Here, Ruthven begins by explaining the original context in which the term ‘fundamentalism’ was used, that of American Protestantism, and continues to analyze a number of religious movements around the world using the same frame of reference. He explains that Fundamentalism can initially be understood as “tradition made self-aware and consequently defensive”. In this argument, the process wherein religious traditions are made self-aware, and thus defensive, is a feature of a world wherein globalization and advances in communications have made confrontation with members of other traditions inevitable. Herein lies the irony of all fundamentalisms. Ruthven quotes Marty and Appleby on this point – “the very idea behind the project revealed the distance that had already been traveled along the path to secularity: ‘Designating fundamentalisms automatically places the designator at great remove from the time when religion thrived as a whole way of life. To identify one thing or set of beliefs or practices as essential is to diminish other elements of what was once an organic whole’ Thus, fundamentalism is both a defensive reaction to, and a symptom of, secular modernity.
Using Wittgenstein’s theory of family resemblance, Ruthven continues to itemize some of the features which can, but don’t uniformly have to, characterize fundamentalism in its various forms (i.e. Christian, Islamic, Jewish, Hindu, etc.). These include:
- A defensive reaction to otherness;
- A determination to preserve orthodoxy in scriptural or doctrinal interpretation;
- A tendency to control, and limit the social roles of women, and to suppress sexual identities other than that of the heterosexual male – in many cases, Ruthven argues, fundamentalism plays the role of a “patriarchal protest movement.”;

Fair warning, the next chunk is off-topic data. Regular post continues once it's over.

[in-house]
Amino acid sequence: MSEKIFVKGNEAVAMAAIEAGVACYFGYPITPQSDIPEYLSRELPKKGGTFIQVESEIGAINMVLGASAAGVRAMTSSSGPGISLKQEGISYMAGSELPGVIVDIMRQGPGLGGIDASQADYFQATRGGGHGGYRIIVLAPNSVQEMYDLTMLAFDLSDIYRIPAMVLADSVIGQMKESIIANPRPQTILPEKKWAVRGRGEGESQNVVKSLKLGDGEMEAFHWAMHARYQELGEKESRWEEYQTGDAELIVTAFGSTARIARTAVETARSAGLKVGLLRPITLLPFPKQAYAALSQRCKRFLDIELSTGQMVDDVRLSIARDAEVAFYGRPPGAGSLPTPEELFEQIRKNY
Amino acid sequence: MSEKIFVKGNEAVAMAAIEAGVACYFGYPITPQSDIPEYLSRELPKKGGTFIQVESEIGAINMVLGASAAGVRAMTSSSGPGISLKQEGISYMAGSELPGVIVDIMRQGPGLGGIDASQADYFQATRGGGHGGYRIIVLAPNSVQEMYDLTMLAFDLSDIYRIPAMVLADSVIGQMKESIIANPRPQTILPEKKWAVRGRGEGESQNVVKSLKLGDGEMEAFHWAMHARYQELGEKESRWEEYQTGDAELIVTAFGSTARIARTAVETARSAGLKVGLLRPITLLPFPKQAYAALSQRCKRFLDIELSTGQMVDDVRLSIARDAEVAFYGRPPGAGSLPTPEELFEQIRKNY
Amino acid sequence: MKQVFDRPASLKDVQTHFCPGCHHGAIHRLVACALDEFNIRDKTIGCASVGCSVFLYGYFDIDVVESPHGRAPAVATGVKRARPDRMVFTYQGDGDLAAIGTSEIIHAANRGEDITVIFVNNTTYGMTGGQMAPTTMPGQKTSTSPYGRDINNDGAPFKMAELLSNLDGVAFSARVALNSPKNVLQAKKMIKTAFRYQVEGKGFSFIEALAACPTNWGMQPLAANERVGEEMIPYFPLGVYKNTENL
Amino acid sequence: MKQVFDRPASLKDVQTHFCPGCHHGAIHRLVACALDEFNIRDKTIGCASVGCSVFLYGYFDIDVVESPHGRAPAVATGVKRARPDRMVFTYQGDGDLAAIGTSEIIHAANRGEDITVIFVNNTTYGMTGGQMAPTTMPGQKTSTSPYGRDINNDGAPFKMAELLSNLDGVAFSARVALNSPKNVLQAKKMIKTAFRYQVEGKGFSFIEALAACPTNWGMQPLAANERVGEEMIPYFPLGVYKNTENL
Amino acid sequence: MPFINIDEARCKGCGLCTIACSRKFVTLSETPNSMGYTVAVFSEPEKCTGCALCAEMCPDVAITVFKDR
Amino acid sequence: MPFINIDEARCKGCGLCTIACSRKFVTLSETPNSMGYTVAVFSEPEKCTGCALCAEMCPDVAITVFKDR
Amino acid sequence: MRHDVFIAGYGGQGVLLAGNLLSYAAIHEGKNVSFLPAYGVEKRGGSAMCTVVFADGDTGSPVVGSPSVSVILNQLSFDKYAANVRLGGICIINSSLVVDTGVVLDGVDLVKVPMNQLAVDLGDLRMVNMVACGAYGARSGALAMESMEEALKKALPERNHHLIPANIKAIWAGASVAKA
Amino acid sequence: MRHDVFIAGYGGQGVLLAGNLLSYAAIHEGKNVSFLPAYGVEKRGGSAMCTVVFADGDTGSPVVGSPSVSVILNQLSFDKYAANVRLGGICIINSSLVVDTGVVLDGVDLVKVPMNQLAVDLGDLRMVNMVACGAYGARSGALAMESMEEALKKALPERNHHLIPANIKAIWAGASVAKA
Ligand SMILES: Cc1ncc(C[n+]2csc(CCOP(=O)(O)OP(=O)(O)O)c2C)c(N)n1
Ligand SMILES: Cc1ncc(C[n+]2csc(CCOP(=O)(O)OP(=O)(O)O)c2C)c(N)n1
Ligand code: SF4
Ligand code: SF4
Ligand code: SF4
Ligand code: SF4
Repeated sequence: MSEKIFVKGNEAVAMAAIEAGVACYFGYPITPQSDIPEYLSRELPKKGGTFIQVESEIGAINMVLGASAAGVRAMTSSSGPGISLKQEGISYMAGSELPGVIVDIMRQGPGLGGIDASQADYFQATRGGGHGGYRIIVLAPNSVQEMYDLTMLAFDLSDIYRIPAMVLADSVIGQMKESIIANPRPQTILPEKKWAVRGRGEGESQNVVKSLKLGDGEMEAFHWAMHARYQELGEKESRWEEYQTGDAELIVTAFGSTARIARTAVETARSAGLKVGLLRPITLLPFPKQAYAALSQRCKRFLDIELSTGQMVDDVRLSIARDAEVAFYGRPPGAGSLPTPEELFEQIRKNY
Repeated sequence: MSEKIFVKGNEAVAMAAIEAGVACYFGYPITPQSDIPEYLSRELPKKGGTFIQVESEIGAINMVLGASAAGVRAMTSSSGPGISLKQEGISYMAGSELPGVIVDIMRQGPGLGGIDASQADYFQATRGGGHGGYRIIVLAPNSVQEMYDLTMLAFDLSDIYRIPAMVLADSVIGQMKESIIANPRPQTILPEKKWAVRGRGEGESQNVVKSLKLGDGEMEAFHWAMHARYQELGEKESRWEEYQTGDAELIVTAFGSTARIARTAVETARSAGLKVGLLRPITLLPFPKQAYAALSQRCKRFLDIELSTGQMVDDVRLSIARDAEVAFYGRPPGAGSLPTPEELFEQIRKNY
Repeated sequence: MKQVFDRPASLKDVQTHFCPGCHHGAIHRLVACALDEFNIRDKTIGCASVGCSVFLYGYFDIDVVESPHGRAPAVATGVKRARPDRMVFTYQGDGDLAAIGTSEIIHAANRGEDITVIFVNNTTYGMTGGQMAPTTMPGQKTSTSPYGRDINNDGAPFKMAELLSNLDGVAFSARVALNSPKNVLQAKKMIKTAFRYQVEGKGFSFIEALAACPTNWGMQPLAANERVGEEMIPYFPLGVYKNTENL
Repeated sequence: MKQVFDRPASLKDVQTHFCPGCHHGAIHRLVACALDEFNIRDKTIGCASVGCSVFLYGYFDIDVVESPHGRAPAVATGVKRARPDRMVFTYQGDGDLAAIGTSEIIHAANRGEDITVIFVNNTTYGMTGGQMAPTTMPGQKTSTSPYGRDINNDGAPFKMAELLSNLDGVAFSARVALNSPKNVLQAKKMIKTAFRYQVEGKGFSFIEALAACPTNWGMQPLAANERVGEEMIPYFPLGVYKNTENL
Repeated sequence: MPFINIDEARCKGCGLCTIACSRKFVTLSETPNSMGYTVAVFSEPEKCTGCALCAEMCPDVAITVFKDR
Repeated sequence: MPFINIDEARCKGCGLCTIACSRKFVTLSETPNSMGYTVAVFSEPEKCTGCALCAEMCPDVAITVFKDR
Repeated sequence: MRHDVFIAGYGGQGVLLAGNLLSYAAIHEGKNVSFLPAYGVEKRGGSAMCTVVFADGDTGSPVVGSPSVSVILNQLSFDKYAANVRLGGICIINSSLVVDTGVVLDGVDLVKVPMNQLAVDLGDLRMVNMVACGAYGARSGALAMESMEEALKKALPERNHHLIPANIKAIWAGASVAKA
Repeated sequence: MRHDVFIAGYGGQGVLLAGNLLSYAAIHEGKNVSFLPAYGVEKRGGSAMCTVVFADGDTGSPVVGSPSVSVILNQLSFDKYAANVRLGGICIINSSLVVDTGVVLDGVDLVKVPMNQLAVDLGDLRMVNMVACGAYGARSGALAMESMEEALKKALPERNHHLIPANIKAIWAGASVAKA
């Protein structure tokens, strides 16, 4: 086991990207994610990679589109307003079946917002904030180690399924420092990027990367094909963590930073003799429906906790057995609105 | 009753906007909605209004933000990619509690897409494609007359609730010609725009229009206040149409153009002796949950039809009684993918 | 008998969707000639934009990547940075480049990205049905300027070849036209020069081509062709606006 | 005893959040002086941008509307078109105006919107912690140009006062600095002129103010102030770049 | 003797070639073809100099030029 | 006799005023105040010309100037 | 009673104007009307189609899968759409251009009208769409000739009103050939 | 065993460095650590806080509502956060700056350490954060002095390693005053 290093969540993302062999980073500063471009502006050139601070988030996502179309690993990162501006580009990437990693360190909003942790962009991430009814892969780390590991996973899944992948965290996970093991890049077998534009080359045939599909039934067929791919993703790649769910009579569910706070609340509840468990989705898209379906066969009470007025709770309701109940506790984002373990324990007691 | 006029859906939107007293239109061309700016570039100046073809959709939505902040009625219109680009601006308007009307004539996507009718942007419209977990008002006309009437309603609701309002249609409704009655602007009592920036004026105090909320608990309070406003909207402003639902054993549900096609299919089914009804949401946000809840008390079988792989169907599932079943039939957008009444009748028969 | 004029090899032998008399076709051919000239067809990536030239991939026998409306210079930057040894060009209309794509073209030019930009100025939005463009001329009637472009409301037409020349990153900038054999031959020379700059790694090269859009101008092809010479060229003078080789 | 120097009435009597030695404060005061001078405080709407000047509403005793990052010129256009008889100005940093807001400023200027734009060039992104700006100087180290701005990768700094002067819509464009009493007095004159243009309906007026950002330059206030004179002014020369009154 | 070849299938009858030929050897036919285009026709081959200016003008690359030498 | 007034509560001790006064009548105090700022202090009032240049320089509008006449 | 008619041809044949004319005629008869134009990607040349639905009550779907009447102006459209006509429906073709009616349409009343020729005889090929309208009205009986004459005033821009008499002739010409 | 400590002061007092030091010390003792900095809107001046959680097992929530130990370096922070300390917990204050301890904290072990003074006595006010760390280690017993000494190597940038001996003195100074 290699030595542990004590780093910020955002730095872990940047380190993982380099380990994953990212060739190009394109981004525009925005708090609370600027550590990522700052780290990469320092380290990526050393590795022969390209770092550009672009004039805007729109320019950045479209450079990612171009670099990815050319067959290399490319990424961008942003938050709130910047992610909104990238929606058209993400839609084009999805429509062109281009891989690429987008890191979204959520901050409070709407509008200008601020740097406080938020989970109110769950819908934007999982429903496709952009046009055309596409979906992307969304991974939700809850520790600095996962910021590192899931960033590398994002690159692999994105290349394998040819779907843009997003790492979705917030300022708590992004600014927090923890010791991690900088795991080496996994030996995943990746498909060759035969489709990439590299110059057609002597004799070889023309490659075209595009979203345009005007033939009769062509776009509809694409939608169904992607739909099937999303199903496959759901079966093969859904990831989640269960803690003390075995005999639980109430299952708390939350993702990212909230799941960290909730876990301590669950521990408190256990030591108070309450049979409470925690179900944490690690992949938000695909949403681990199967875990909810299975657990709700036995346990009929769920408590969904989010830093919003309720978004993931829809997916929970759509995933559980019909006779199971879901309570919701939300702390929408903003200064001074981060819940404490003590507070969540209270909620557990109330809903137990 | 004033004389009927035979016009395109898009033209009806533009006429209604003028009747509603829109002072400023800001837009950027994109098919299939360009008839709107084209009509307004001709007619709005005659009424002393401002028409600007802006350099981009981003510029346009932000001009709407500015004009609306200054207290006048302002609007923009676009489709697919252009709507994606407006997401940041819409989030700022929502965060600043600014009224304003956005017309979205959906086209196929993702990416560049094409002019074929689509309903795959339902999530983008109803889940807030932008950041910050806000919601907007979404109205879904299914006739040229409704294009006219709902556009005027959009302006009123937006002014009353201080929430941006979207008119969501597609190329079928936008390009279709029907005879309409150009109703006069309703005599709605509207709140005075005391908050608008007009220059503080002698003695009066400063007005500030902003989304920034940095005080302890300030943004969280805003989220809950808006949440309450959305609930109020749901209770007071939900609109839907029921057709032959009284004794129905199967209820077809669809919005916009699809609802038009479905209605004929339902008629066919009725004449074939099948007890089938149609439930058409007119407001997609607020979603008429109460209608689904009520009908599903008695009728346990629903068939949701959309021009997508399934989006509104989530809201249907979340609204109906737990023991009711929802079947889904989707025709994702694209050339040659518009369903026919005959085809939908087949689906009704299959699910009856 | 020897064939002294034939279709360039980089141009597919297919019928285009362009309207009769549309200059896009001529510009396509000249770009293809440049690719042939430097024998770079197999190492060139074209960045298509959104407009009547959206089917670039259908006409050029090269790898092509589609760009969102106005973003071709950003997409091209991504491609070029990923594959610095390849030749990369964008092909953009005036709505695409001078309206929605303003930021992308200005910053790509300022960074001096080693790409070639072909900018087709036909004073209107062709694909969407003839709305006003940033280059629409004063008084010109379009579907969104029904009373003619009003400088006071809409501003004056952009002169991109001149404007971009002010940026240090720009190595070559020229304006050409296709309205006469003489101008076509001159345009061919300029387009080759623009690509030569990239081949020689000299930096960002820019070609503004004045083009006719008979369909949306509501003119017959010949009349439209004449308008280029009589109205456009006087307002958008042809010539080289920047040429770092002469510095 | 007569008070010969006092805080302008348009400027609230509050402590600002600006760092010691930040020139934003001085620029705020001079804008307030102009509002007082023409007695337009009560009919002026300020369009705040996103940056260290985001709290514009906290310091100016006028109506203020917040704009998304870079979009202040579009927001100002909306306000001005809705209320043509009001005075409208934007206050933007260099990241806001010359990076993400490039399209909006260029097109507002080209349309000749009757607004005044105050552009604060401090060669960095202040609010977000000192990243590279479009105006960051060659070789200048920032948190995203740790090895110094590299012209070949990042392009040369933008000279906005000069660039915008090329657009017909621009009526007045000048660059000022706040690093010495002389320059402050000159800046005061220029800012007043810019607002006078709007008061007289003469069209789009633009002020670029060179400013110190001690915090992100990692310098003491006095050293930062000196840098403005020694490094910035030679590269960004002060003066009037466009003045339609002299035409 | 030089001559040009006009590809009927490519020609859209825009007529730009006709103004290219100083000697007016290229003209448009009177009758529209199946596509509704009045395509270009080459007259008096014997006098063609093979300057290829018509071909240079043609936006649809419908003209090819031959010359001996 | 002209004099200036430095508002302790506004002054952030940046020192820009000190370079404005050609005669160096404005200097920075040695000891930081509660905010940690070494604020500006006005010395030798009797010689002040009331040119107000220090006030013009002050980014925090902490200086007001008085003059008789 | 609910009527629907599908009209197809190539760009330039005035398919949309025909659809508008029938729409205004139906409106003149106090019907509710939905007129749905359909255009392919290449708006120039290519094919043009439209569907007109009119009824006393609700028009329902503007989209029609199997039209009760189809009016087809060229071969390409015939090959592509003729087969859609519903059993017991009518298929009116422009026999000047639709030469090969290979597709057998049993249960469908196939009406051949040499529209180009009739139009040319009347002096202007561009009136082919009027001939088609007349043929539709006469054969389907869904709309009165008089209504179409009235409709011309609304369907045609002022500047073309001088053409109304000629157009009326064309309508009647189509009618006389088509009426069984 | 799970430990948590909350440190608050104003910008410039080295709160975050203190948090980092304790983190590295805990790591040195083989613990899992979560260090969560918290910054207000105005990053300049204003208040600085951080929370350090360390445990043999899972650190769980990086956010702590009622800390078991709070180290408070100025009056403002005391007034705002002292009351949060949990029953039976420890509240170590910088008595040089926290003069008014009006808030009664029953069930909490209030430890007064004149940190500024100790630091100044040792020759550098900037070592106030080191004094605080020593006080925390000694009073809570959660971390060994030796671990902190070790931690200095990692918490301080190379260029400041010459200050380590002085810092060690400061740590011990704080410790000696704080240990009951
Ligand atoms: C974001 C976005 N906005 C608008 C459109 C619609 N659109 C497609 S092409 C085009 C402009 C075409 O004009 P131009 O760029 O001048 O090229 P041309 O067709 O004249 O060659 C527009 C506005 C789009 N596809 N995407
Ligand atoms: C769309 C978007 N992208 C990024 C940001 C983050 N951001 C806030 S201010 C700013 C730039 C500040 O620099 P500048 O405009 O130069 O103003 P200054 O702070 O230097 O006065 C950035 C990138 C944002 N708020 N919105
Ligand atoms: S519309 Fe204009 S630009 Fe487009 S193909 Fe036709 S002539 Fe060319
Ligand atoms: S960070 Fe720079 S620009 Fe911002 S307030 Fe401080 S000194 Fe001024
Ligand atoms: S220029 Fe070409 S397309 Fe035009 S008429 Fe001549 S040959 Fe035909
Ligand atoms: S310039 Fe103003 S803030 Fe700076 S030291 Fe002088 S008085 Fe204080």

- A symbiotic relationship with nationalism – in this context, Ruthven draws on the work of other social theorists who see secular nationalism “as itself having many of the characteristics of a religion, including doctrine, myth, ethics, ritual experience, and social organization”. Both serve the “ethical function of providing an overarching framework of moral order”. Another parallel is the “ability of nationalism and religion, alone among all form of allegiance, to give moral sanction to martyrdom and violence”.
However, while he allows himself to discuss European fascism and communism along the same lines, Ruthven argues that attempts to expand the use of the term ‘fundamentalism’ into other secular contexts, for example in discussing ‘fundamentalists’ within social movements such as feminism or environmentalism, are “not analytically useful”.
Back to the relationship with nationalism, however. Fundamentalism is most likely to appear in contexts wherein a group identity is either closely linked to religion, or religious difference, or where religious and cultural differences both neatly overlap with the conflicting interests of different cultural groups. Ruthven continues – “[Donald] Swearer sees nationalism as triumphing over religion, rather than the reverse: ‘Religions thus harnessed to nationalism are often regarded as more pure and orthodox than the traditional forms they seek to supplant: in turn nationalism readily takes on the character of a fervid, absolutistic, revival of religion’”. In this analysis, fundamentalism is “not religious in the classical sense of that term but rather a variant of a secular faith couched in religious language” and the symbols of the original religious tradition are “stripped of their symbolic power to evoke a multiplicity of meanings.” This tendency within fundamentalism to reject the symbolism of religious texts means that “fundamentalism is religion materialized, the word made flesh, as it were, with the flesh rendered, all too often, into shattered body parts by the forces of holy rage”. In all of this, we see an actual secularization of religion, even by people who are seemingly opposed to secularization.